FIG. 11 shows a flow diagram generally showing one embodiment of a process of transforming occluders into non-overlapping polygons with winged edges; and

FIG. 12 shows a flow diagram generally showing one embodiment of a process for generating a winged edge on a polygon, in accordance with the present invention.

DETAILED DESCRIPTION OF THE INVENTION

The present invention now will be described more fully hereinafter with reference to the accompanying drawings, which form a part hereof, and which show, by way of illustration, specific exemplary embodiments by which the invention may be practiced. This invention may, however, be embodied in many different forms and should not be construed as limited to the embodiments set forth herein; rather, these embodiments are provided so that this disclosure will be thorough and complete, and will fully convey the scope of the invention to those skilled in the art. Among other things, the present invention may be embodied as methods or devices. Accordingly, the present invention may take the form of an entirely hardware embodiment, an entirely software embodiment or an embodiment combining software and hardware aspects. The following detailed description is, therefore, not to be taken in a limiting sense.

Briefly stated, the present invention is directed to a system, apparatus, and method for use in occlusion culling of polygons in an interactive environment, such as an interactive computer game. The invention employs a boundary box to simplify the testing of occludee polygons. Occluders and occludees are also transformed into non-interpenetrating, non-overlapping polygons. Winged-edges are employed to minimize a per occludee computational cost due to precision problems that may arise due to creation of the non-overlapping edges. The invention then proceeds through an active edge list to identify edge discontinuities (e.g., where an edge is added or removed from the active edge list). A depth analysis algorithm is employed to determine whether an occluder occludes an occludee at the edge discontinuity. Moreover, the invention performs depth analysis for those locations of a screen display where an occludee is known to reside, thereby minimizing unnecessary computations.

Illustrative Operating Environment

FIG. 1 illustrates one embodiment of an environment in which the invention may operate. However, not all of these components may be required to practice the invention, and variations in the arrangement and type of the components may be made without departing from the spirit or scope of the invention.

As shown in the figure, system 100 includes client devices 102-104, network 105, and Game Network Device (GND) 106. Network 105 enables communication between client devices 102-104, and GND 106.

Generally, client devices 102-104 may include virtually any computing device capable of connecting to another computing device to send and receive information, including game information, and other interactive information. The set of such devices may include devices that typically connect using a wired communications medium such as personal computers, multiprocessor systems, microprocessor-based or programmable consumer electronics, network PCs, and the like. The set of such devices may also include devices that typically connect using a wireless communications medium such as cell phones, smart phones, radio frequency (RF) devices, infrared (IR) devices, integrated devices combining one or more of the preceding devices, or virtually any mobile device, and the like. Similarly, client devices 102-104 may be any device that is capable of connecting using a wired or wireless communication medium such as a PDA, POCKET PC, wearable computer, and any other device that is equipped to communicate over a wired and/or wireless communication medium.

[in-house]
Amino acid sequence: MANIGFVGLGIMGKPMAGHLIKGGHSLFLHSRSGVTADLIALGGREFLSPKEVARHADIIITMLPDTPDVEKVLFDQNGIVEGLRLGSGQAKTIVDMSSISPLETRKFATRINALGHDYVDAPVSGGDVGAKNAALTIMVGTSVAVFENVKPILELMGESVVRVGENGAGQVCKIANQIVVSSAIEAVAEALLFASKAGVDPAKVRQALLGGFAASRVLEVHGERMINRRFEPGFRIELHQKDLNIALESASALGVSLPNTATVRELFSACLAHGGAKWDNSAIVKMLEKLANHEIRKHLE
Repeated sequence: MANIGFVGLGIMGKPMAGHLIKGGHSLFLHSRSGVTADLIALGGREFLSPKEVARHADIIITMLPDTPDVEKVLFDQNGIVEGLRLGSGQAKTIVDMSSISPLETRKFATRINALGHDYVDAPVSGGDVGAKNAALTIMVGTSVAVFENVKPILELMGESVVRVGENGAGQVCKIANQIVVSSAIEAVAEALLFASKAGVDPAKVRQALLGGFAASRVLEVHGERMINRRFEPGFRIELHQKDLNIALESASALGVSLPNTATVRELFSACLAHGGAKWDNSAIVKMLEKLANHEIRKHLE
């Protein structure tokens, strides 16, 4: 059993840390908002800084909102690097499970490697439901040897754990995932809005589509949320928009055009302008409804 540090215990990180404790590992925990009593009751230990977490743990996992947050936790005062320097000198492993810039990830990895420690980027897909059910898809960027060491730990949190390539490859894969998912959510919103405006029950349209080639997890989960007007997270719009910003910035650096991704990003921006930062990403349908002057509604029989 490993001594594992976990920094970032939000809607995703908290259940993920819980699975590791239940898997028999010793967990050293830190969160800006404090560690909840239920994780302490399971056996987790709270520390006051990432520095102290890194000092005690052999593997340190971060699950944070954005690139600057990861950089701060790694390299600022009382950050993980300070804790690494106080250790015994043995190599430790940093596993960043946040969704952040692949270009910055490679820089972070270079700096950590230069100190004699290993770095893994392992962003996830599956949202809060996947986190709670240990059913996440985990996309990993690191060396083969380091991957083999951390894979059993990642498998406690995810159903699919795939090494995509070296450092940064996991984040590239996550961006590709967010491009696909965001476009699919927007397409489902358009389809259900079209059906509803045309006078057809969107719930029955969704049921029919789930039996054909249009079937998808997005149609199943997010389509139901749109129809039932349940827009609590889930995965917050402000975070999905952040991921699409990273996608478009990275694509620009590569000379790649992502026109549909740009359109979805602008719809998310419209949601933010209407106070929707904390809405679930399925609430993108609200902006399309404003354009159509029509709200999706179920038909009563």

Client devices 102-104 may further include a client application, and the like, that is configured to manage the actions described above.

Moreover, client devices 102-104 may also include a game client application, and the like, that is configured to enable an end-user to interact with and play a game, an interactive program, and the like. The game client may be configured to interact with a game server program, or the like. In one embodiment, the game client is configured to provide various functions, including, but not limited to, authentication, ability to enable an end-user to customize a game feature, synchronization with the game server program, and the like. The game client may further enable game inputs, such as keyboard, mouse, audio, and the like. The game client may also perform some game related computations, including, but not limited to, audio, game logic, physics computations, visual rendering, and the like. In one embodiment, client devices 102-104 are configured to receive and store game related files, executables, audio files, graphic files, and the like, that may be employed by the game client, game server, and the like.

In one embodiment, the game server resides on another network device, such as GND 106. However, the invention is not so limited. For example, client devices 102-104 may also be configured to include the game server program, and the like, such that the game client and game server may interact on the same client device, or even another client device. Furthermore, although the present invention is described employing a client/server architecture, the invention is not so limited. Thus, other computing architectures may be employed, including but not limited to peer-to-peer, and the like.